4. Prepare to Answer Common Interview Questions

A great way to give yourself peace of mind (and avoid panicking) is to take some time before your interview to research and prepare your answers to the most common interview questions.

As an introvert, being put on the spot and forced to answer challenging questions can be anxiety-inducing and exhausting. On the plus side, most interview questions are pretty predictable, and therefore, easy to plan answers for.

Check out this list of the most common questions you can expect to hear during an interview, do some research, and practice your answers in the mirror or with a friend.

You should also have some questions in mind for when the interviewer asks “Do you have any questions for me?

5. Follow the Interviewer’s Lead

For an introvert, interacting with someone you’re trying to impress is exhausting, especially when a job is at stake.

Because introverts typically are thoughtful in nature, it’s easy for us to come off as bored, distant, unenthusiastic, etc. Even if we’re just listening and thinking things through, some people perceive it as being stand-offish.

Don’t let this be the case for your interview. To avoid coming off as bored or rude, subtly imitate your interviewer.

If they use lots of gestures, go ahead and throw some in while you’re giving answers. If they’re using jokes, go ahead and laugh — yes, even if they’re not funny. Copy your interviewer’s tone, and they’ll see you as engaged and courteous.

You can record yourself performing a mock interview beforehand to get insight into how you present yourself. If you notice you’re fidgeting, saying “um” a lot, or not maintaining eye contact. work on those things.

6. Sell Your Introversion as a Strength

Let’s be honest — a lot of people are introverts. Heck, your interviewer might even be an introvert. Be honest about this aspect of your personality, and talk it up as a selling point.

Mention the strengths that come along with being an introvert and how they make you a better worker. You could say that you’re a natural listener and observer, which helps you to make informed decisions.

When the greatest weakness question comes up, you could mention that you’re challenging yourself to be a better communicator in person, rather than just online.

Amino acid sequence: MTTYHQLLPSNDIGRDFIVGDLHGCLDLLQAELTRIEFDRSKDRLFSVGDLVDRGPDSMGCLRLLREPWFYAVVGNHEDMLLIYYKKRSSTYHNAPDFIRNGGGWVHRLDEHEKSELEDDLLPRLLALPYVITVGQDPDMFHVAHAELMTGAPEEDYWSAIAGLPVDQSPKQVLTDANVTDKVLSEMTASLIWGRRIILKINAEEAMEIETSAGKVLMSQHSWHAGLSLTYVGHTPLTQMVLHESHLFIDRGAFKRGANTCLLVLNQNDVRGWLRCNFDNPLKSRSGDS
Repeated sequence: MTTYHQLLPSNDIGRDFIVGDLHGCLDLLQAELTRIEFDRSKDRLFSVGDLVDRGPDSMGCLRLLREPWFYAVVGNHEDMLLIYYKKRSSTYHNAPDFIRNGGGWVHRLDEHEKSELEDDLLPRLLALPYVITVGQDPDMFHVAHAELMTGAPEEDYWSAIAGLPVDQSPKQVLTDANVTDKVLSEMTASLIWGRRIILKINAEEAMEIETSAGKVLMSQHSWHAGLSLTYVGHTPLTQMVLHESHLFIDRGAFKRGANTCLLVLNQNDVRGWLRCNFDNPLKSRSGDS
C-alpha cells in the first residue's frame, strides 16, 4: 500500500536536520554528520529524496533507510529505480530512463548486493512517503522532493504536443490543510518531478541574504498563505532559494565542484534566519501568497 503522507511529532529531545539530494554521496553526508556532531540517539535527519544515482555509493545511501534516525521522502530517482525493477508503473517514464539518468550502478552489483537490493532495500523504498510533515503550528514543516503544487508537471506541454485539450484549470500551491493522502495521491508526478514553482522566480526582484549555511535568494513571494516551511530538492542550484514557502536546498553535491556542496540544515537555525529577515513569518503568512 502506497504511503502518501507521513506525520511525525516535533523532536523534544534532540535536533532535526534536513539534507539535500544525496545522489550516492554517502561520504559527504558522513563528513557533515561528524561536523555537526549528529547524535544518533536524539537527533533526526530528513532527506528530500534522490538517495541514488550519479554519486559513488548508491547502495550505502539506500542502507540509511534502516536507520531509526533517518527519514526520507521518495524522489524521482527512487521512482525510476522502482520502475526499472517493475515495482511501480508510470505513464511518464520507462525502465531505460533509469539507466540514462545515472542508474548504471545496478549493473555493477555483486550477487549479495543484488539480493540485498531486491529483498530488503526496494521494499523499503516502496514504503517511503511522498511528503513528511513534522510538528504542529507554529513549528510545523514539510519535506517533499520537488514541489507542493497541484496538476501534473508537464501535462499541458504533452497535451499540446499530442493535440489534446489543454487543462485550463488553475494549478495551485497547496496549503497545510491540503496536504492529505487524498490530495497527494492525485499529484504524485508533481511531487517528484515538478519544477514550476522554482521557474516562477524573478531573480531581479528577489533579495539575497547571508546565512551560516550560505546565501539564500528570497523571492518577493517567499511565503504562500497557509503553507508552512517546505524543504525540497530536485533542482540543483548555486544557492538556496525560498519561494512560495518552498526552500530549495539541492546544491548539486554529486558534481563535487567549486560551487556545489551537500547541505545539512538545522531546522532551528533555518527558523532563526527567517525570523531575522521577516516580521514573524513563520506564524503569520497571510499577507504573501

Being an introvert isn’t all bad. In fact, many introverts possess qualities that employers seek out in their ideal candidates — use them to your advantage.

7. Focus on Making Good First and Last Impressions

The first impression you make on an interviewer will determine how the rest of your interview goes, so you’re going to want to make sure it’s a good one.

Lucky for you, making a good first impression isn’t as scary as it seems.

Walk in with a warm smile, show that you’re confident, and give a solid handshake. Make sure you’re dressed for the part and that your odor isn’t overwhelming. If you can manage these simple tasks, you’re sure to make a great impression — even as an introvert.

Don’t think that just because you made a great first impression means that you can slack off for the rest of the interview. Your final impression can have just as much weight on an interviewer’s final decision as your initial impression.

Confirm that you’re interested in the job, remind them of your qualifications, take the steps to follow up when the interview is all said and done, and you’re sure to leave a great lasting impression on the hiring manager.

After the Interview: Tips for Introverts

After the interview, be sure to send out thank-you emails to everyone you met with during the interview process. Send your follow-up within 24 hours of the interview, but not right after the interview ends. If you’re sending multiple thank-you emails, personalize each one.

We’ve got a whole article on how to write a thank-you letter after an interview, but here are the basics:

  • Start with a thank you. Thank the interviewer(s) for their time and briefly mention a positive moment from the interview (“I enjoyed discussing X with you” or “I was happy to learn more about Y”).

  • Express enthusiasm. Enthusiasm might not be your strong point, but it’s easier to fake in written communication. Talk about why you’re excited for the opportunity.

  • Highlight accomplishments. Reiterate your top qualifications and accomplishments in a couple of sentences. Don’t be afraid to brag a little — we know it goes against your nature, but it’s important in these situations.

  • Wrap it up. Now that you’ve mentioned how you can add value to the company, start wrapping things up with a simple call to action like “if you have any questions about my candidacy, feel free to contact me at [email address/phone number].

  • Thank them again. One last thank-you and close your letter with a sign-off and your name and contact information.

Once that’s done, you can relax and recharge from all that high-pressure social interaction.

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Maddie Lloyd

Maddie Lloyd was a writer for the Zippia Advice blog focused on researching tips for interview, resume, and cover letter preparation. She's currently a graduate student at North Carolina State University's department of English concentrating in Film and Media Studies.